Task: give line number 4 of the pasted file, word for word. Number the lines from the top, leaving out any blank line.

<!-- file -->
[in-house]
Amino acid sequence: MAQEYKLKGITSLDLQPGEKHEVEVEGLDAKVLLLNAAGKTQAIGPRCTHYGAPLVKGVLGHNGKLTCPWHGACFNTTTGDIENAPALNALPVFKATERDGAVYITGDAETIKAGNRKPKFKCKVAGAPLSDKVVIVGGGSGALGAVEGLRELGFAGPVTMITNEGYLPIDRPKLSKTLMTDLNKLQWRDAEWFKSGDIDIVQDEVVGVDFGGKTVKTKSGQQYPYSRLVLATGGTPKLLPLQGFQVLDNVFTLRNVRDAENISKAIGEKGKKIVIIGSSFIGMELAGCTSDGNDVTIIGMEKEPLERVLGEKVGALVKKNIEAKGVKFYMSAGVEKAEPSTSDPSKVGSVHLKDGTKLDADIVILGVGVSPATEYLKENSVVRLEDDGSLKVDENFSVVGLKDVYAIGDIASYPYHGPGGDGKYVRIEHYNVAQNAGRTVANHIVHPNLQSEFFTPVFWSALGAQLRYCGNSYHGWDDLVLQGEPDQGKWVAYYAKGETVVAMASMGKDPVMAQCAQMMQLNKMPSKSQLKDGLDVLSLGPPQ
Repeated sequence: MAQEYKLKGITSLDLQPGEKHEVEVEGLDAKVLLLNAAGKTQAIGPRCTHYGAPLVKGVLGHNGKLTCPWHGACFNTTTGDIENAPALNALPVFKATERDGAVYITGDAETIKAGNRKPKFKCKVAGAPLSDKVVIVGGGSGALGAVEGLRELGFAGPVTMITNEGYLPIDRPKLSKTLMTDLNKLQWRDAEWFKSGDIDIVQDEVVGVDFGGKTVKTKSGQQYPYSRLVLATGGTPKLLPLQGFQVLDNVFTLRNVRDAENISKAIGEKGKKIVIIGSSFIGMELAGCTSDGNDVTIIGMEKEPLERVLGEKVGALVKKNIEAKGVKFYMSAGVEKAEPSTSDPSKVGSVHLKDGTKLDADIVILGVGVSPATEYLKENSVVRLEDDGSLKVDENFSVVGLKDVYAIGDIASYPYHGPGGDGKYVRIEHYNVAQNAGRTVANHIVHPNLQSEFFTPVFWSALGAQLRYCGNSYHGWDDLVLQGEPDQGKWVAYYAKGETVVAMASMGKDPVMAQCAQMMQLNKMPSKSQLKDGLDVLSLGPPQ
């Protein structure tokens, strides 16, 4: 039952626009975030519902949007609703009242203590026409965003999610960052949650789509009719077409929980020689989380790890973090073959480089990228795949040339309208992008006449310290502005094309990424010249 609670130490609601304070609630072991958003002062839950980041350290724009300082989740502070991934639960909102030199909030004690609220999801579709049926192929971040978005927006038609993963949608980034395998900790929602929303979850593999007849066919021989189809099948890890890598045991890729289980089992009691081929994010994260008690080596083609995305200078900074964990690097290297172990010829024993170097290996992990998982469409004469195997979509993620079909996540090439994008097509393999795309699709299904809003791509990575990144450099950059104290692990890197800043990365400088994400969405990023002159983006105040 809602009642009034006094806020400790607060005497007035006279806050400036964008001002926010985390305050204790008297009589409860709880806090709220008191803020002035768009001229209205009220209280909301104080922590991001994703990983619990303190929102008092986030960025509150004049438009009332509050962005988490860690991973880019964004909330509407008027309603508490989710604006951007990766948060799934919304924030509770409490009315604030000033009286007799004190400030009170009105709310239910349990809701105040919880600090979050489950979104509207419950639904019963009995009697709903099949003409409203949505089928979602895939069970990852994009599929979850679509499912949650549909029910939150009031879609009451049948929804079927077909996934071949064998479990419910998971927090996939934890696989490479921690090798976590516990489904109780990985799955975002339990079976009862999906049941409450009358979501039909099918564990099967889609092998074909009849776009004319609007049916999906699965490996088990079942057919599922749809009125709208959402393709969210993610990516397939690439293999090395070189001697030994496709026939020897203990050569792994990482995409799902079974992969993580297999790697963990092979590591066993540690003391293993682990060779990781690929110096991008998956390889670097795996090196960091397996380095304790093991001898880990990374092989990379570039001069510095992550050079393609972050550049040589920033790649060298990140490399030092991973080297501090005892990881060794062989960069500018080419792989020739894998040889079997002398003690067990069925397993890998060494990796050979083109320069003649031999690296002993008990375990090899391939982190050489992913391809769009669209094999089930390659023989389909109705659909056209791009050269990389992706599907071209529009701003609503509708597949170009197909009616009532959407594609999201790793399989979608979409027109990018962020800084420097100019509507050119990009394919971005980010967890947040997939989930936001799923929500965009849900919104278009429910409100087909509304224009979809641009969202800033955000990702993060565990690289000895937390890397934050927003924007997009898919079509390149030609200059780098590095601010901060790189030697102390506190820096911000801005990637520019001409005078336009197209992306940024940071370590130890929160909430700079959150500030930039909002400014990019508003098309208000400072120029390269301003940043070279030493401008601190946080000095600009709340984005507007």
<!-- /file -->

């Protein structure tokens, strides 16, 4: 039952626009975030519902949007609703009242203590026409965003999610960052949650789509009719077409929980020689989380790890973090073959480089990228795949040339309208992008006449310290502005094309990424010249 609670130490609601304070609630072991958003002062839950980041350290724009300082989740502070991934639960909102030199909030004690609220999801579709049926192929971040978005927006038609993963949608980034395998900790929602929303979850593999007849066919021989189809099948890890890598045991890729289980089992009691081929994010994260008690080596083609995305200078900074964990690097290297172990010829024993170097290996992990998982469409004469195997979509993620079909996540090439994008097509393999795309699709299904809003791509990575990144450099950059104290692990890197800043990365400088994400969405990023002159983006105040 809602009642009034006094806020400790607060005497007035006279806050400036964008001002926010985390305050204790008297009589409860709880806090709220008191803020002035768009001229209205009220209280909301104080922590991001994703990983619990303190929102008092986030960025509150004049438009009332509050962005988490860690991973880019964004909330509407008027309603508490989710604006951007990766948060799934919304924030509770409490009315604030000033009286007799004190400030009170009105709310239910349990809701105040919880600090979050489950979104509207419950639904019963009995009697709903099949003409409203949505089928979602895939069970990852994009599929979850679509499912949650549909029910939150009031879609009451049948929804079927077909996934071949064998479990419910998971927090996939934890696989490479921690090798976590516990489904109780990985799955975002339990079976009862999906049941409450009358979501039909099918564990099967889609092998074909009849776009004319609007049916999906699965490996088990079942057919599922749809009125709208959402393709969210993610990516397939690439293999090395070189001697030994496709026939020897203990050569792994990482995409799902079974992969993580297999790697963990092979590591066993540690003391293993682990060779990781690929110096991008998956390889670097795996090196960091397996380095304790093991001898880990990374092989990379570039001069510095992550050079393609972050550049040589920033790649060298990140490399030092991973080297501090005892990881060794062989960069500018080419792989020739894998040889079997002398003690067990069925397993890998060494990796050979083109320069003649031999690296002993008990375990090899391939982190050489992913391809769009669209094999089930390659023989389909109705659909056209791009050269990389992706599907071209529009701003609503509708597949170009197909009616009532959407594609999201790793399989979608979409027109990018962020800084420097100019509507050119990009394919971005980010967890947040997939989930936001799923929500965009849900919104278009429910409100087909509304224009979809641009969202800033955000990702993060565990690289000895937390890397934050927003924007997009898919079509390149030609200059780098590095601010901060790189030697102390506190820096911000801005990637520019001409005078336009197209992306940024940071370590130890929160909430700079959150500030930039909002400014990019508003098309208000400072120029390269301003940043070279030493401008601190946080000095600009709340984005507007």